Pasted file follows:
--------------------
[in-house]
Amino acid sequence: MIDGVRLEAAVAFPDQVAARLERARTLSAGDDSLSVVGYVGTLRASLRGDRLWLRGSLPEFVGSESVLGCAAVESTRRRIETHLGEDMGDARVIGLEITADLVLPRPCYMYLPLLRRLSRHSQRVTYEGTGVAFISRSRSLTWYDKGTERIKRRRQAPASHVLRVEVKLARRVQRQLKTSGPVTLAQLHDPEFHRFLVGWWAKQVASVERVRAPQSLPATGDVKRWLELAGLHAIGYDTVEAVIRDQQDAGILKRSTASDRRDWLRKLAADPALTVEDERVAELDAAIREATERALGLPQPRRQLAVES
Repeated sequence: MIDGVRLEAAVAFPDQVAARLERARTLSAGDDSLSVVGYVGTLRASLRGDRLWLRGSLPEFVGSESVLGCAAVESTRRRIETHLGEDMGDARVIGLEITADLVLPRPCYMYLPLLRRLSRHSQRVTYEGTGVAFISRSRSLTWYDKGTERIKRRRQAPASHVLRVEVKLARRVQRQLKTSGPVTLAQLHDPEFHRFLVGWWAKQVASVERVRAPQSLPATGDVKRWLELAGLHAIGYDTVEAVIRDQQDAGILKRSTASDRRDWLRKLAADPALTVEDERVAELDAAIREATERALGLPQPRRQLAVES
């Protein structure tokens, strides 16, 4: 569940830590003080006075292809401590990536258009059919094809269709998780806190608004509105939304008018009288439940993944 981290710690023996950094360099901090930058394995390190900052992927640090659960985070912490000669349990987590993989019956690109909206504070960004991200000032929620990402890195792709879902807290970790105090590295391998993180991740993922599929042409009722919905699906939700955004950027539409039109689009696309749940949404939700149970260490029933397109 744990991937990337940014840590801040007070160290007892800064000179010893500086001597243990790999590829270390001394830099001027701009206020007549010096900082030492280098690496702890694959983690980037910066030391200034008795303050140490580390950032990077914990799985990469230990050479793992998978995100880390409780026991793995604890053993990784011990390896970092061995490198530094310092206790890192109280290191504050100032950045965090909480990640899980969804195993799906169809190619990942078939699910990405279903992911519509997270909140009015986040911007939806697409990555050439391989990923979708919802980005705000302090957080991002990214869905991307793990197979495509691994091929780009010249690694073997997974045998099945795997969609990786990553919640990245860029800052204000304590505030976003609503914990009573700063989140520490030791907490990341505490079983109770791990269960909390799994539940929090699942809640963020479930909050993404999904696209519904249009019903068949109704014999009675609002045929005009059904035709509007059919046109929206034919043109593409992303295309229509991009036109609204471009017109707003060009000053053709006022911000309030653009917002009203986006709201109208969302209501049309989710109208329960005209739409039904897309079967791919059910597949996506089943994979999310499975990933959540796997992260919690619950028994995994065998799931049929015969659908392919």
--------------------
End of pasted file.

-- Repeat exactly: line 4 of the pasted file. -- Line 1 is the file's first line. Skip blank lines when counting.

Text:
């Protein structure tokens, strides 16, 4: 569940830590003080006075292809401590990536258009059919094809269709998780806190608004509105939304008018009288439940993944 981290710690023996950094360099901090930058394995390190900052992927640090659960985070912490000669349990987590993989019956690109909206504070960004991200000032929620990402890195792709879902807290970790105090590295391998993180991740993922599929042409009722919905699906939700955004950027539409039109689009696309749940949404939700149970260490029933397109 744990991937990337940014840590801040007070160290007892800064000179010893500086001597243990790999590829270390001394830099001027701009206020007549010096900082030492280098690496702890694959983690980037910066030391200034008795303050140490580390950032990077914990799985990469230990050479793992998978995100880390409780026991793995604890053993990784011990390896970092061995490198530094310092206790890192109280290191504050100032950045965090909480990640899980969804195993799906169809190619990942078939699910990405279903992911519509997270909140009015986040911007939806697409990555050439391989990923979708919802980005705000302090957080991002990214869905991307793990197979495509691994091929780009010249690694073997997974045998099945795997969609990786990553919640990245860029800052204000304590505030976003609503914990009573700063989140520490030791907490990341505490079983109770791990269960909390799994539940929090699942809640963020479930909050993404999904696209519904249009019903068949109704014999009675609002045929005009059904035709509007059919046109929206034919043109593409992303295309229509991009036109609204471009017109707003060009000053053709006022911000309030653009917002009203986006709201109208969302209501049309989710109208329960005209739409039904897309079967791919059910597949996506089943994979999310499975990933959540796997992260919690619950028994995994065998799931049929015969659908392919």